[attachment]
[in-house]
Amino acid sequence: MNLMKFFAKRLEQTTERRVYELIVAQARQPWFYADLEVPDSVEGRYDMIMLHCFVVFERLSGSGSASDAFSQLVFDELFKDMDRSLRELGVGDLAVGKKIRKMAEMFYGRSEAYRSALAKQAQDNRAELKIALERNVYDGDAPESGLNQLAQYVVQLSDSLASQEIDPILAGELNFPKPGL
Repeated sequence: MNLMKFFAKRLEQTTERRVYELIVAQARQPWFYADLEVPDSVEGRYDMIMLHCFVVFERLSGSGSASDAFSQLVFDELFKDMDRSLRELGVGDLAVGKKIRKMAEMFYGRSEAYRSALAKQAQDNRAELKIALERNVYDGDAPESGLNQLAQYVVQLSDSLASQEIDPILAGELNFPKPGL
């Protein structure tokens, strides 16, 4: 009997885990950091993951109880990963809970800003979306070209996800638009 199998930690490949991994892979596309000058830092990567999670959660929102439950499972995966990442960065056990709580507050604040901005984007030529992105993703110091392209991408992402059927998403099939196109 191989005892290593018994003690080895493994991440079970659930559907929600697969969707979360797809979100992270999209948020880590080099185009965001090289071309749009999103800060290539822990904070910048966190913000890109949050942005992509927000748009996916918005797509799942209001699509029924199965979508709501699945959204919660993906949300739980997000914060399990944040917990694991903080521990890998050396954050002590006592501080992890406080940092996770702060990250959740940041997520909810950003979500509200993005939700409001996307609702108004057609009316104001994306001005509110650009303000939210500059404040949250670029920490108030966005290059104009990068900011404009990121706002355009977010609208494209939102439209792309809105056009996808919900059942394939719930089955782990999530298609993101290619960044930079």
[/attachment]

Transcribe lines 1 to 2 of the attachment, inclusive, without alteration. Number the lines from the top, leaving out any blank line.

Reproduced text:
[in-house]
Amino acid sequence: MNLMKFFAKRLEQTTERRVYELIVAQARQPWFYADLEVPDSVEGRYDMIMLHCFVVFERLSGSGSASDAFSQLVFDELFKDMDRSLRELGVGDLAVGKKIRKMAEMFYGRSEAYRSALAKQAQDNRAELKIALERNVYDGDAPESGLNQLAQYVVQLSDSLASQEIDPILAGELNFPKPGL